La Houille Blanche
Number 3-4, Juin 1983
|Page(s)||241 - 246|
|Published online||01 November 2009|
Etudes sur modèle réduit des dispositifs de dégazage dans les puits de mise en charge
Studies on a scale-model of the deaeration systems used in water pressure shafts
Société du Canal de Provence
Water pressure shafts connecting the canals to the operational tunnels are to be found in several hydro-electric developments designed and executed by the Société du Canal de Provence. The water entering the shaft causes air emulsions which are driven to the bottom. However, it is absolutely necessary to prevent air bubbles from entering the tunnel in order to avoid a reduction in the volume of flow and hammering which can cause damage to the plant. The methods for deaerating the water, designed on a scale-model, depend on the energy content of the water entering the shaft and the extent of dissipation of energy within the shaft. The first example given is a shaft depth 47 m and diameter 10 metres with a rate of flow of 10 m3/sec and a maximum head of 27 metres. This shaft thus has a large capacity which ensures virtually complete dissipation of the energy of the jet and does not require a deaeration system. The second example given is a 19 m deep shaft whose diameter of six metres has been determined after having studied the velocity of a scent of bubbles. Tests performed on scale models have revealed that air emulsions entered the level at rates of flow of between 5 and 9 m3/ sec. The deaeration method adopted consisted of building a circular chamber five metres long and of the same diameter as the shaft at the entrance to the tunnel. The third example is a 13 m deep and 5 m diameter shaft, rate of flow 11 m3/sec. This facility has necessitated not only a deaeration chamber at the entrance to the tunnel but also a jet breaking floor installed in the middle of the shaft. The floor has made it possible on the one hand to break the energy of the fall and thus reduce the volume of air driven to the bottom of the shaft, and on the other, to prevent a vortex, which was occurring at maximum flow from reaching the tunnel. The tests undertaken revealed the need to install an additional deaeration chamber at the entrance to the tunnel to complete deaeration, which was not fully performed by the jet-breaking floor.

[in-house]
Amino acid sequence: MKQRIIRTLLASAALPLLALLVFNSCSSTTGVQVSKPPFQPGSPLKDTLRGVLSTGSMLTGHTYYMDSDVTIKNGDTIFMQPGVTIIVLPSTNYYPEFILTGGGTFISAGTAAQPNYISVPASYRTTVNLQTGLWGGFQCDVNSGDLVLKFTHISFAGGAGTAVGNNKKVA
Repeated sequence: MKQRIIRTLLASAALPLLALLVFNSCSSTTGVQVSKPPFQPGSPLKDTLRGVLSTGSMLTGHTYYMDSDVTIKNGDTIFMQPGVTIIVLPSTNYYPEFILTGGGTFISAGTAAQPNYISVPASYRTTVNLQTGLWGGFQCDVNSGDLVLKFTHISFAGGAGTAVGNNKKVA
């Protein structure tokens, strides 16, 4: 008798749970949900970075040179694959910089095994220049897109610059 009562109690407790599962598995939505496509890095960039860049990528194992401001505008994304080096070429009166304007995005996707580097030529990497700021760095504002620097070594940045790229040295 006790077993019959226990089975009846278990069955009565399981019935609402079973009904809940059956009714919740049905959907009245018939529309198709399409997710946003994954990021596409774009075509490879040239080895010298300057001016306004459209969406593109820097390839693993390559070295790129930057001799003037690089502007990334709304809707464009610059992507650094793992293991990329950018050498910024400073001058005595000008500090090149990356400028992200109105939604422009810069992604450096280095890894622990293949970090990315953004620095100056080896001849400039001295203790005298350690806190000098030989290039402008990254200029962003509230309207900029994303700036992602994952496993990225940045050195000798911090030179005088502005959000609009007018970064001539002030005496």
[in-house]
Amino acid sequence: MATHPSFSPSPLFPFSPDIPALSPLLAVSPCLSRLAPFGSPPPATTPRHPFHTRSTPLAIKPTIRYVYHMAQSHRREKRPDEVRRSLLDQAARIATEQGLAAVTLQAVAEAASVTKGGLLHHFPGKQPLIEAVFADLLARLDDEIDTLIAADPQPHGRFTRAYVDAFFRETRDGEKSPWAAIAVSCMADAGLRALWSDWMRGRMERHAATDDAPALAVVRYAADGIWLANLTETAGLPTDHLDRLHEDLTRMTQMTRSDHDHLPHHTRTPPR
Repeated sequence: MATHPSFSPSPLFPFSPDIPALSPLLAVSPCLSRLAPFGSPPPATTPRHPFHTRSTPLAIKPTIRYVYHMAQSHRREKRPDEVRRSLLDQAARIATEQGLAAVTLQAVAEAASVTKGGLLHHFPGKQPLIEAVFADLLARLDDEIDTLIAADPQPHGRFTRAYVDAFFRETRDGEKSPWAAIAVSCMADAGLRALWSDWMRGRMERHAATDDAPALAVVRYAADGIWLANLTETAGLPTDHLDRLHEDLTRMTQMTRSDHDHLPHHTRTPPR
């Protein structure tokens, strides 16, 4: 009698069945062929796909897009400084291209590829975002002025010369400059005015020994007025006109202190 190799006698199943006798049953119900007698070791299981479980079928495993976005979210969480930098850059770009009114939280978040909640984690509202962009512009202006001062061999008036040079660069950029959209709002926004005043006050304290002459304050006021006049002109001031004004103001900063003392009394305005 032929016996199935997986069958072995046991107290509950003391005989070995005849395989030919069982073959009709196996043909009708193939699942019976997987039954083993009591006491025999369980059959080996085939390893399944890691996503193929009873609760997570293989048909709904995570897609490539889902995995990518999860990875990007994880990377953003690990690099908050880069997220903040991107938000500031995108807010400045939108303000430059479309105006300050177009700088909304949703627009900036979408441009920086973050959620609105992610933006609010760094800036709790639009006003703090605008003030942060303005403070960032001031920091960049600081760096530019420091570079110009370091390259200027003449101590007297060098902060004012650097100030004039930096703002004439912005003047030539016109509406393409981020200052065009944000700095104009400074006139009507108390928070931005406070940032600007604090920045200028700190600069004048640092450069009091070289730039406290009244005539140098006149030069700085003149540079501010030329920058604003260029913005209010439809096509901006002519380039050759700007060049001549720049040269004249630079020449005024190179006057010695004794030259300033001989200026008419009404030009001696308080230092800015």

© Société Hydrotechnique de France, 1983
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